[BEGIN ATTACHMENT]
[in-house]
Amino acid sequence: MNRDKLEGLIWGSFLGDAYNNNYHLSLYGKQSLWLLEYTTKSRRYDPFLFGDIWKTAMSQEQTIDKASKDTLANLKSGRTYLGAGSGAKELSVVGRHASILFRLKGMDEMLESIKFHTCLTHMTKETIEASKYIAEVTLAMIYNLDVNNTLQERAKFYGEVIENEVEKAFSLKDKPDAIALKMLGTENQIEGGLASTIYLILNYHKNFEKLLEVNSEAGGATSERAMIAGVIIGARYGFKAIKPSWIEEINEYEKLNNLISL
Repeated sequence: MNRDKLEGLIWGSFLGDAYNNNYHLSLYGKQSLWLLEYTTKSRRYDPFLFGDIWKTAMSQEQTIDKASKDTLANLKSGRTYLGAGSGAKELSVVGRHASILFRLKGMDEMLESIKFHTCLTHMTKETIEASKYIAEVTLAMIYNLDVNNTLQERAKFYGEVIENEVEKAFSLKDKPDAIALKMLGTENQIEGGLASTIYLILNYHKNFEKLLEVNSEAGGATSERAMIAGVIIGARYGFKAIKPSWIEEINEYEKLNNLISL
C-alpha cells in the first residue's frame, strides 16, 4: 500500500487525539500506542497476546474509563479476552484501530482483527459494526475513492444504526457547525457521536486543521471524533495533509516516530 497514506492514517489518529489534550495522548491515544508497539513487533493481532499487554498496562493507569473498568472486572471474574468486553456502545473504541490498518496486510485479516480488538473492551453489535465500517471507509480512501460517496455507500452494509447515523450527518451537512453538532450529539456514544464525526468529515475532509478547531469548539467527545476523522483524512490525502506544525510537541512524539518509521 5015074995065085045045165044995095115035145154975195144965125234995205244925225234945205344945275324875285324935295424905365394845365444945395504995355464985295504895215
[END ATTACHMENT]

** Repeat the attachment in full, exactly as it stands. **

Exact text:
[in-house]
Amino acid sequence: MNRDKLEGLIWGSFLGDAYNNNYHLSLYGKQSLWLLEYTTKSRRYDPFLFGDIWKTAMSQEQTIDKASKDTLANLKSGRTYLGAGSGAKELSVVGRHASILFRLKGMDEMLESIKFHTCLTHMTKETIEASKYIAEVTLAMIYNLDVNNTLQERAKFYGEVIENEVEKAFSLKDKPDAIALKMLGTENQIEGGLASTIYLILNYHKNFEKLLEVNSEAGGATSERAMIAGVIIGARYGFKAIKPSWIEEINEYEKLNNLISL
Repeated sequence: MNRDKLEGLIWGSFLGDAYNNNYHLSLYGKQSLWLLEYTTKSRRYDPFLFGDIWKTAMSQEQTIDKASKDTLANLKSGRTYLGAGSGAKELSVVGRHASILFRLKGMDEMLESIKFHTCLTHMTKETIEASKYIAEVTLAMIYNLDVNNTLQERAKFYGEVIENEVEKAFSLKDKPDAIALKMLGTENQIEGGLASTIYLILNYHKNFEKLLEVNSEAGGATSERAMIAGVIIGARYGFKAIKPSWIEEINEYEKLNNLISL
C-alpha cells in the first residue's frame, strides 16, 4: 500500500487525539500506542497476546474509563479476552484501530482483527459494526475513492444504526457547525457521536486543521471524533495533509516516530 497514506492514517489518529489534550495522548491515544508497539513487533493481532499487554498496562493507569473498568472486572471474574468486553456502545473504541490498518496486510485479516480488538473492551453489535465500517471507509480512501460517496455507500452494509447515523450527518451537512453538532450529539456514544464525526468529515475532509478547531469548539467527545476523522483524512490525502506544525510537541512524539518509521 5015074995065085045045165044995095115035145154975195144965125234995205244925225234945205344945275324875285324935295424905365394845365444945395504995355464985295504895215